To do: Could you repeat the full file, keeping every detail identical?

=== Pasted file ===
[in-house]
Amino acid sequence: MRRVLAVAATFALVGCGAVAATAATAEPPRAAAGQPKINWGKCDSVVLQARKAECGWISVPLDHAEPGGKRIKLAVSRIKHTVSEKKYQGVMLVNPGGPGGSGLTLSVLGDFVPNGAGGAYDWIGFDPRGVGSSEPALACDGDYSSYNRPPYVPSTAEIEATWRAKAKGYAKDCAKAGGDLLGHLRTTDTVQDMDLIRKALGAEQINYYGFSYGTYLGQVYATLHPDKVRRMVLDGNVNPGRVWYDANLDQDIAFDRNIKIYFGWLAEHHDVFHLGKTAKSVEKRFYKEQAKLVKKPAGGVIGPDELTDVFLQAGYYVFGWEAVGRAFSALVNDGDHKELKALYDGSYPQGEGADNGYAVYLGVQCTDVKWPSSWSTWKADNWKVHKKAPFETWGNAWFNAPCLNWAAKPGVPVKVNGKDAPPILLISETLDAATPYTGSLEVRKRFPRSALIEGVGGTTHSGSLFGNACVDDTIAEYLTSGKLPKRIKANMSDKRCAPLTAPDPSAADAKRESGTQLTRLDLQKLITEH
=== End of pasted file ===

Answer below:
[in-house]
Amino acid sequence: MRRVLAVAATFALVGCGAVAATAATAEPPRAAAGQPKINWGKCDSVVLQARKAECGWISVPLDHAEPGGKRIKLAVSRIKHTVSEKKYQGVMLVNPGGPGGSGLTLSVLGDFVPNGAGGAYDWIGFDPRGVGSSEPALACDGDYSSYNRPPYVPSTAEIEATWRAKAKGYAKDCAKAGGDLLGHLRTTDTVQDMDLIRKALGAEQINYYGFSYGTYLGQVYATLHPDKVRRMVLDGNVNPGRVWYDANLDQDIAFDRNIKIYFGWLAEHHDVFHLGKTAKSVEKRFYKEQAKLVKKPAGGVIGPDELTDVFLQAGYYVFGWEAVGRAFSALVNDGDHKELKALYDGSYPQGEGADNGYAVYLGVQCTDVKWPSSWSTWKADNWKVHKKAPFETWGNAWFNAPCLNWAAKPGVPVKVNGKDAPPILLISETLDAATPYTGSLEVRKRFPRSALIEGVGGTTHSGSLFGNACVDDTIAEYLTSGKLPKRIKANMSDKRCAPLTAPDPSAADAKRESGTQLTRLDLQKLITEH